‘Titanic,’ ‘Goonies’ added to National Film Registry
“Guess Who’s Coming to Dinner” at the National Film Registry of the Library of Congress?
That classic film is one of 25 added to the library’s registry of films this year.
Chosen for “cultural, historic and/or aesthetic importance,” this year’s selections range from the 1905 film “Interior New York Subway, 14th Street to 42nd Street,” which documented the early days of the New York subway system, to James Cameron’s “Titanic” and the 1987 biopic “La Bamba.”
“The selection of a film to the National Film Registry recognizes its importance to American cinema and the nation’s cultural and historical heritage,” Librarian of Congress Carla Hayden said in a statement. “Our love affair with motion pictures is a testament to their enduring power to enlighten, inspire and inform us as individuals and a nation as a whole. Being tasked with selecting only 25 each year is daunting because there are so many great films deserving of this honor.”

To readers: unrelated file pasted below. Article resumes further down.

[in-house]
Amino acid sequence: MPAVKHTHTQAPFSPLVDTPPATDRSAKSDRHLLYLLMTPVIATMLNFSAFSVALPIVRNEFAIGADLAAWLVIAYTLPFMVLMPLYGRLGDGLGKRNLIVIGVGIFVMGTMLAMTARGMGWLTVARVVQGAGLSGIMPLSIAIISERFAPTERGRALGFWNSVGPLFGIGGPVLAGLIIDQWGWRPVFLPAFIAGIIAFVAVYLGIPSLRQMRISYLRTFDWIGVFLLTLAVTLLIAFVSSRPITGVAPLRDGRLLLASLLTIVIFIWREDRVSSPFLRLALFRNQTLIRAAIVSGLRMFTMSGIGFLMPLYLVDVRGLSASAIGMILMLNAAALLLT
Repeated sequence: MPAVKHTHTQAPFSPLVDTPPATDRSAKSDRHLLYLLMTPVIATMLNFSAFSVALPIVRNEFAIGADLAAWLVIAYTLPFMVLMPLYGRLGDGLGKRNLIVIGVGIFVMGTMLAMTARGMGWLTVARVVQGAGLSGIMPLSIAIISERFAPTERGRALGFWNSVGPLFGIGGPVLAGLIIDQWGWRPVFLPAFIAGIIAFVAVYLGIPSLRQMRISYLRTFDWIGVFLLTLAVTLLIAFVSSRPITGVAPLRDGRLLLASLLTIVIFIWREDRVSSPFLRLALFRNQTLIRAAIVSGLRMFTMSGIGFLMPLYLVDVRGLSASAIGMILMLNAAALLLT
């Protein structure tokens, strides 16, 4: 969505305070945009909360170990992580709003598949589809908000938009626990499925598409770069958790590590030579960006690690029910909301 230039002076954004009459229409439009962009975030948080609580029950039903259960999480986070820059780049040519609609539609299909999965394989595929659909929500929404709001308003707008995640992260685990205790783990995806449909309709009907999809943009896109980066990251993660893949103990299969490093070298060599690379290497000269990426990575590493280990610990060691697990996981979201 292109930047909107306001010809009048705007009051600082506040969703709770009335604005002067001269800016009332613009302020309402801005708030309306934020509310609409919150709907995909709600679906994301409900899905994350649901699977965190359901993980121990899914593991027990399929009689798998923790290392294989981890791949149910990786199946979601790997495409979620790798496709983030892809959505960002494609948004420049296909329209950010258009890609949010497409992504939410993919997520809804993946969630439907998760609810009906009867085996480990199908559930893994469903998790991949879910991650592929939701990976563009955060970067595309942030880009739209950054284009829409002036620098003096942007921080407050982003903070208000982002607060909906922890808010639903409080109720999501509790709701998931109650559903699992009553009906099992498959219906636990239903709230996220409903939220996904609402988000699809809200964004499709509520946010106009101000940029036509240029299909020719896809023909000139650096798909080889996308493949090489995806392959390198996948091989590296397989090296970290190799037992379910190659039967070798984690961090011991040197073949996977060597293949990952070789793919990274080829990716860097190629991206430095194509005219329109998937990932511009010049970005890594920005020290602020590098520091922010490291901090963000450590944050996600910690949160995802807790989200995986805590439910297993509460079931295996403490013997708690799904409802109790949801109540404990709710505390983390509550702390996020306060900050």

Director Richard Donner had two of his films selected, “Superman” and “The Goonies.”
“I thank the National Film Registry for choosing ‘Superman: The Movie’ and ‘The Goonies’ as films to be treasured,” Donner said in a statement. “They are both special films in my life, as was the cast and crew for both. It’s wonderful to see them listed among so many great films.”
The National Film Preservation Board, which advises on the selections, was established by the National Film Preservation Act of 1988 and works to ensure the conservation of America’s film heritage.